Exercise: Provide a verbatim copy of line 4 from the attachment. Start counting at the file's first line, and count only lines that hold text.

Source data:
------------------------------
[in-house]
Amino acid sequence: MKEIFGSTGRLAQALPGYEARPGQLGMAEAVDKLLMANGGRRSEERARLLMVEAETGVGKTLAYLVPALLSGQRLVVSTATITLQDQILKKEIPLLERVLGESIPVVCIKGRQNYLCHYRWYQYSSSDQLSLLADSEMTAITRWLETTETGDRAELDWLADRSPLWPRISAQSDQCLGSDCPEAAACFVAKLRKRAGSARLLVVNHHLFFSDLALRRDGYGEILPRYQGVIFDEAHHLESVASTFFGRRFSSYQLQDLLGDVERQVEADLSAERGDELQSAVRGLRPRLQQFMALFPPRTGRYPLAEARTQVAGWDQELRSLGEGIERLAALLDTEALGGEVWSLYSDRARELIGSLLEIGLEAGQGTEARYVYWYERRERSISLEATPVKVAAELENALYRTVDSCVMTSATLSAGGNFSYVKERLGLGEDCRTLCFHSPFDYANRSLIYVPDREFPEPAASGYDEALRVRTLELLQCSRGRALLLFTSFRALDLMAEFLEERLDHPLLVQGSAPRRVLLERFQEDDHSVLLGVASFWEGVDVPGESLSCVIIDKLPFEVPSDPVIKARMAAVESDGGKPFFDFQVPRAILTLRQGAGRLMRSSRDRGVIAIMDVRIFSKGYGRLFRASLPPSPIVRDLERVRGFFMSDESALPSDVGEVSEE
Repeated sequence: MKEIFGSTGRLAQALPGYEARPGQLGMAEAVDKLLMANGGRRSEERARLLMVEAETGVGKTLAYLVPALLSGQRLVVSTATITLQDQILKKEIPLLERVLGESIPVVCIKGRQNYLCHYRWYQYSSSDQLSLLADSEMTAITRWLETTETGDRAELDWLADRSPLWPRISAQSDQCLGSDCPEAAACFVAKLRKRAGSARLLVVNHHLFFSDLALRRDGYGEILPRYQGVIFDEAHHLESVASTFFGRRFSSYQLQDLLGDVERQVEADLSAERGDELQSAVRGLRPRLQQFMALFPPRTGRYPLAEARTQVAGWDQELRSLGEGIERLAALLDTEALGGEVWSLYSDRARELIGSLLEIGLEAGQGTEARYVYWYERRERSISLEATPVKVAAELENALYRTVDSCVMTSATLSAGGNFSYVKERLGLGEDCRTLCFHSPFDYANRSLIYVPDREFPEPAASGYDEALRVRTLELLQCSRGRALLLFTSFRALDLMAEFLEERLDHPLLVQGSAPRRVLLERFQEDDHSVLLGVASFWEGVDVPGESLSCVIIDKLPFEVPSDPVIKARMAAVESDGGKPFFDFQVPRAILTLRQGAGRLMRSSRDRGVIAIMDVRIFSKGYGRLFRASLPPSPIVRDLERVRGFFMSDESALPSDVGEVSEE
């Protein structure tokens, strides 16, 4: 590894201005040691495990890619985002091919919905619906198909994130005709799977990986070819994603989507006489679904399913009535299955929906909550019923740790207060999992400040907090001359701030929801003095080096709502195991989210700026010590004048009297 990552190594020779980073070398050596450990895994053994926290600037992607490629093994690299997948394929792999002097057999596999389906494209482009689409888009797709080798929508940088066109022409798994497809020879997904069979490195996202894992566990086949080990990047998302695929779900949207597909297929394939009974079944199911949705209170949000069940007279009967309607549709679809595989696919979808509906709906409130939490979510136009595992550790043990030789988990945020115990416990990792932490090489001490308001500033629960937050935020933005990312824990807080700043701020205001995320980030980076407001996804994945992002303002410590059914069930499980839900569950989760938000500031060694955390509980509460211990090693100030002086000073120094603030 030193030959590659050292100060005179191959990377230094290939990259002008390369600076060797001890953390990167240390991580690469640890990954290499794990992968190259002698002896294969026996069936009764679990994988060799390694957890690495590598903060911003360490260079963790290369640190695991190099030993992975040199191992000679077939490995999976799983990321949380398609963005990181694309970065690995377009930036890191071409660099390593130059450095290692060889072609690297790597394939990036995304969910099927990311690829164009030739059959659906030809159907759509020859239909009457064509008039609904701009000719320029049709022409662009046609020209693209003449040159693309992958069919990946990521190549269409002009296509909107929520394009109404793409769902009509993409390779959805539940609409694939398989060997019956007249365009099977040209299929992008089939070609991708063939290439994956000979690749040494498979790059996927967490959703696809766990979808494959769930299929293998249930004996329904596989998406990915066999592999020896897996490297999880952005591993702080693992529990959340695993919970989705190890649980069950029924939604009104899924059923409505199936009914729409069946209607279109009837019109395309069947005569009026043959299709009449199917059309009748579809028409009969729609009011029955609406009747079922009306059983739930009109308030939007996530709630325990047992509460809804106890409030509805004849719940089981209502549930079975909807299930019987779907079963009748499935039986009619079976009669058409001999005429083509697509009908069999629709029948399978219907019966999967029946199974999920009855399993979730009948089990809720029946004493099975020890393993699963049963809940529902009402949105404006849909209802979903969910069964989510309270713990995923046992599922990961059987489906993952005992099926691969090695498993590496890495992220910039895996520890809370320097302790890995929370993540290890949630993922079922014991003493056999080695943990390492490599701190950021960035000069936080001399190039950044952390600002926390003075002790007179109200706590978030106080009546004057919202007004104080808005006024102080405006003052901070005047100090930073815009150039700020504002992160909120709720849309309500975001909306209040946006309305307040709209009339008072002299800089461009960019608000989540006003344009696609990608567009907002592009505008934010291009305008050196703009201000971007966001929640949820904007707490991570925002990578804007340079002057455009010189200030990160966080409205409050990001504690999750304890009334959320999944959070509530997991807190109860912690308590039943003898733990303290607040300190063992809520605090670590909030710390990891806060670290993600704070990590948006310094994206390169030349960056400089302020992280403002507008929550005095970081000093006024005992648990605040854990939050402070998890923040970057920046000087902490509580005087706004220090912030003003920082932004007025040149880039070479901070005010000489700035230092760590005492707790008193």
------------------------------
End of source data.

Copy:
């Protein structure tokens, strides 16, 4: 590894201005040691495990890619985002091919919905619906198909994130005709799977990986070819994603989507006489679904399913009535299955929906909550019923740790207060999992400040907090001359701030929801003095080096709502195991989210700026010590004048009297 990552190594020779980073070398050596450990895994053994926290600037992607490629093994690299997948394929792999002097057999596999389906494209482009689409888009797709080798929508940088066109022409798994497809020879997904069979490195996202894992566990086949080990990047998302695929779900949207597909297929394939009974079944199911949705209170949000069940007279009967309607549709679809595989696919979808509906709906409130939490979510136009595992550790043990030789988990945020115990416990990792932490090489001490308001500033629960937050935020933005990312824990807080700043701020205001995320980030980076407001996804994945992002303002410590059914069930499980839900569950989760938000500031060694955390509980509460211990090693100030002086000073120094603030 030193030959590659050292100060005179191959990377230094290939990259002008390369600076060797001890953390990167240390991580690469640890990954290499794990992968190259002698002896294969026996069936009764679990994988060799390694957890690495590598903060911003360490260079963790290369640190695991190099030993992975040199191992000679077939490995999976799983990321949380398609963005990181694309970065690995377009930036890191071409660099390593130059450095290692060889072609690297790597394939990036995304969910099927990311690829164009030739059959659906030809159907759509020859239909009457064509008039609904701009000719320029049709022409662009046609020209693209003449040159693309992958069919990946990521190549269409002009296509909107929520394009109404793409769902009509993409390779959805539940609409694939398989060997019956007249365009099977040209299929992008089939070609991708063939290439994956000979690749040494498979790059996927967490959703696809766990979808494959769930299929293998249930004996329904596989998406990915066999592999020896897996490297999880952005591993702080693992529990959340695993919970989705190890649980069950029924939604009104899924059923409505199936009914729409069946209607279109009837019109395309069947005569009026043959299709009449199917059309009748579809028409009969729609009011029955609406009747079922009306059983739930009109308030939007996530709630325990047992509460809804106890409030509805004849719940089981209502549930079975909807299930019987779907079963009748499935039986009619079976009669058409001999005429083509697509009908069999629709029948399978219907019966999967029946199974999920009855399993979730009948089990809720029946004493099975020890393993699963049963809940529902009402949105404006849909209802979903969910069964989510309270713990995923046992599922990961059987489906993952005992099926691969090695498993590496890495992220910039895996520890809370320097302790890995929370993540290890949630993922079922014991003493056999080695943990390492490599701190950021960035000069936080001399190039950044952390600002926390003075002790007179109200706590978030106080009546004057919202007004104080808005006024102080405006003052901070005047100090930073815009150039700020504002992160909120709720849309309500975001909306209040946006309305307040709209009339008072002299800089461009960019608000989540006003344009696609990608567009907002592009505008934010291009305008050196703009201000971007966001929640949820904007707490991570925002990578804007340079002057455009010189200030990160966080409205409050990001504690999750304890009334959320999944959070509530997991807190109860912690308590039943003898733990303290607040300190063992809520605090670590909030710390990891806060670290993600704070990590948006310094994206390169030349960056400089302020992280403002507008929550005095970081000093006024005992648990605040854990939050402070998890923040970057920046000087902490509580005087706004220090912030003003920082932004007025040149880039070479901070005010000489700035230092760590005492707790008193």